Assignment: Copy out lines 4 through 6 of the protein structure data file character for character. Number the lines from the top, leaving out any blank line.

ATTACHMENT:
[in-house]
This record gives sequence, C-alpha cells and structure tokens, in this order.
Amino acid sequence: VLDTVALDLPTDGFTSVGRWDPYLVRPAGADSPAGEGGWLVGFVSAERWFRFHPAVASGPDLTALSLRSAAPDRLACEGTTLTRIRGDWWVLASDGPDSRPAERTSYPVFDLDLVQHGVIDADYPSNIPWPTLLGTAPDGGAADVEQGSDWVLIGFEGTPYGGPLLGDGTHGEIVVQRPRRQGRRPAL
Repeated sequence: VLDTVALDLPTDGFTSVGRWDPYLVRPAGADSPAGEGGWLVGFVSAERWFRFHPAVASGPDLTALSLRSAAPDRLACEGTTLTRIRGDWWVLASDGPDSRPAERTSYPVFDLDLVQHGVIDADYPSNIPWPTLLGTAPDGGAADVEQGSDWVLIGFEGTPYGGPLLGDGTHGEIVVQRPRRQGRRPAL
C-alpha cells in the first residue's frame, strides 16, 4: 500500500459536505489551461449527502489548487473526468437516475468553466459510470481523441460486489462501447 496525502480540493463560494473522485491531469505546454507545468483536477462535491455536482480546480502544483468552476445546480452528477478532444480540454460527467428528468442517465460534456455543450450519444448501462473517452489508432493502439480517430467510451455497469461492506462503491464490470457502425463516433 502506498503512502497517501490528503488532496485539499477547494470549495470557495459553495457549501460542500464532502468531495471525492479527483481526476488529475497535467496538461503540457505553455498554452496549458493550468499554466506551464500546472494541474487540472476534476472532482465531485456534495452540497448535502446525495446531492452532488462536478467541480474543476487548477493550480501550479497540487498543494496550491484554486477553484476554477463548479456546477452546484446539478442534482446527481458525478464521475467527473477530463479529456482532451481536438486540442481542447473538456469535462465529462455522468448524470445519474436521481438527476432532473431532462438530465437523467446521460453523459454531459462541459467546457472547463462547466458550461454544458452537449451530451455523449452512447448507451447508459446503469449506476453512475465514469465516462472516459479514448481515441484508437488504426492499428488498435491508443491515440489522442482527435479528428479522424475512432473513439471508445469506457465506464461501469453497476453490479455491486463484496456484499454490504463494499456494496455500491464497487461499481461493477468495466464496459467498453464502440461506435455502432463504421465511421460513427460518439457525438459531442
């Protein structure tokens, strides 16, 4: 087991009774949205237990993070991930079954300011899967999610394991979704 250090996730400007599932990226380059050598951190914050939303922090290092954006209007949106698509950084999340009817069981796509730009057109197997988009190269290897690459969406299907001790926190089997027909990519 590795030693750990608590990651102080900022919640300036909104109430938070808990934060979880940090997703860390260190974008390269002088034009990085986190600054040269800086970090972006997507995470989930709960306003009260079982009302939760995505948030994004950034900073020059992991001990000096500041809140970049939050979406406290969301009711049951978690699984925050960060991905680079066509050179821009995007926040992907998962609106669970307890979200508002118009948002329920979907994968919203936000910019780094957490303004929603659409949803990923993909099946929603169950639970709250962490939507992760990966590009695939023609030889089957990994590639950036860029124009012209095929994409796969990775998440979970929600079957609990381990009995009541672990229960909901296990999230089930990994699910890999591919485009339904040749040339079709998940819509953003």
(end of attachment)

Repeated sequence: VLDTVALDLPTDGFTSVGRWDPYLVRPAGADSPAGEGGWLVGFVSAERWFRFHPAVASGPDLTALSLRSAAPDRLACEGTTLTRIRGDWWVLASDGPDSRPAERTSYPVFDLDLVQHGVIDADYPSNIPWPTLLGTAPDGGAADVEQGSDWVLIGFEGTPYGGPLLGDGTHGEIVVQRPRRQGRRPAL
C-alpha cells in the first residue's frame, strides 16, 4: 500500500459536505489551461449527502489548487473526468437516475468553466459510470481523441460486489462501447 496525502480540493463560494473522485491531469505546454507545468483536477462535491455536482480546480502544483468552476445546480452528477478532444480540454460527467428528468442517465460534456455543450450519444448501462473517452489508432493502439480517430467510451455497469461492506462503491464490470457502425463516433 502506498503512502497517501490528503488532496485539499477547494470549495470557495459553495457549501460542500464532502468531495471525492479527483481526476488529475497535467496538461503540457505553455498554452496549458493550468499554466506551464500546472494541474487540472476534476472532482465531485456534495452540497448535502446525495446531492452532488462536478467541480474543476487548477493550480501550479497540487498543494496550491484554486477553484476554477463548479456546477452546484446539478442534482446527481458525478464521475467527473477530463479529456482532451481536438486540442481542447473538456469535462465529462455522468448524470445519474436521481438527476432532473431532462438530465437523467446521460453523459454531459462541459467546457472547463462547466458550461454544458452537449451530451455523449452512447448507451447508459446503469449506476453512475465514469465516462472516459479514448481515441484508437488504426492499428488498435491508443491515440489522442482527435479528428479522424475512432473513439471508445469506457465506464461501469453497476453490479455491486463484496456484499454490504463494499456494496455500491464497487461499481461493477468495466464496459467498453464502440461506435455502432463504421465511421460513427460518439457525438459531442
């Protein structure tokens, strides 16, 4: 087991009774949205237990993070991930079954300011899967999610394991979704 250090996730400007599932990226380059050598951190914050939303922090290092954006209007949106698509950084999340009817069981796509730009057109197997988009190269290897690459969406299907001790926190089997027909990519 590795030693750990608590990651102080900022919640300036909104109430938070808990934060979880940090997703860390260190974008390269002088034009990085986190600054040269800086970090972006997507995470989930709960306003009260079982009302939760995505948030994004950034900073020059992991001990000096500041809140970049939050979406406290969301009711049951978690699984925050960060991905680079066509050179821009995007926040992907998962609106669970307890979200508002118009948002329920979907994968919203936000910019780094957490303004929603659409949803990923993909099946929603169950639970709250962490939507992760990966590009695939023609030889089957990994590639950036860029124009012209095929994409796969990775998440979970929600079957609990381990009995009541672990229960909901296990999230089930990994699910890999591919485009339904040749040339079709998940819509953003």